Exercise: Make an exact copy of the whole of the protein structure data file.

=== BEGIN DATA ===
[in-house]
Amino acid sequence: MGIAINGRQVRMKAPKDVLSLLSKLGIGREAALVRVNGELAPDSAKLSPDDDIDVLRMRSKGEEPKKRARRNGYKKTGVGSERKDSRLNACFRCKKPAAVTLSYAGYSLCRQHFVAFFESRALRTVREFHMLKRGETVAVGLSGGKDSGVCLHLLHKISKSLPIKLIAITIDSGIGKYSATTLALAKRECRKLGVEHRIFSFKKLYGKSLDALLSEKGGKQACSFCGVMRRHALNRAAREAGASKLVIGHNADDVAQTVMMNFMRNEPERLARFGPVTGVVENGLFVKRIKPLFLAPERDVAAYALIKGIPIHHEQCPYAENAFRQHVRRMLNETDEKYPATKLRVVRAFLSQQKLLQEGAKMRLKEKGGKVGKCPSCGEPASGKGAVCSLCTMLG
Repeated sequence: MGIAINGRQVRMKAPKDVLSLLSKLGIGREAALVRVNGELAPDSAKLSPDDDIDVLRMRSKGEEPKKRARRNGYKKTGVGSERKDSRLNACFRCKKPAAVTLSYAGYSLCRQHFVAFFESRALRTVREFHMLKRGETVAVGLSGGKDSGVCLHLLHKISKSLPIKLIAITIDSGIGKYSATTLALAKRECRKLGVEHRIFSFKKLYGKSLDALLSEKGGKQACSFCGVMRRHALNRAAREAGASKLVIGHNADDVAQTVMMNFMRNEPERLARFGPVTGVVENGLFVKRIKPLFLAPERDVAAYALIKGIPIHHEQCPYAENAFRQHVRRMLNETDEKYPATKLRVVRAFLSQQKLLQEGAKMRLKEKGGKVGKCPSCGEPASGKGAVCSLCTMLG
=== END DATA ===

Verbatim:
[in-house]
Amino acid sequence: MGIAINGRQVRMKAPKDVLSLLSKLGIGREAALVRVNGELAPDSAKLSPDDDIDVLRMRSKGEEPKKRARRNGYKKTGVGSERKDSRLNACFRCKKPAAVTLSYAGYSLCRQHFVAFFESRALRTVREFHMLKRGETVAVGLSGGKDSGVCLHLLHKISKSLPIKLIAITIDSGIGKYSATTLALAKRECRKLGVEHRIFSFKKLYGKSLDALLSEKGGKQACSFCGVMRRHALNRAAREAGASKLVIGHNADDVAQTVMMNFMRNEPERLARFGPVTGVVENGLFVKRIKPLFLAPERDVAAYALIKGIPIHHEQCPYAENAFRQHVRRMLNETDEKYPATKLRVVRAFLSQQKLLQEGAKMRLKEKGGKVGKCPSCGEPASGKGAVCSLCTMLG
Repeated sequence: MGIAINGRQVRMKAPKDVLSLLSKLGIGREAALVRVNGELAPDSAKLSPDDDIDVLRMRSKGEEPKKRARRNGYKKTGVGSERKDSRLNACFRCKKPAAVTLSYAGYSLCRQHFVAFFESRALRTVREFHMLKRGETVAVGLSGGKDSGVCLHLLHKISKSLPIKLIAITIDSGIGKYSATTLALAKRECRKLGVEHRIFSFKKLYGKSLDALLSEKGGKQACSFCGVMRRHALNRAAREAGASKLVIGHNADDVAQTVMMNFMRNEPERLARFGPVTGVVENGLFVKRIKPLFLAPERDVAAYALIKGIPIHHEQCPYAENAFRQHVRRMLNETDEKYPATKLRVVRAFLSQQKLLQEGAKMRLKEKGGKVGKCPSCGEPASGKGAVCSLCTMLG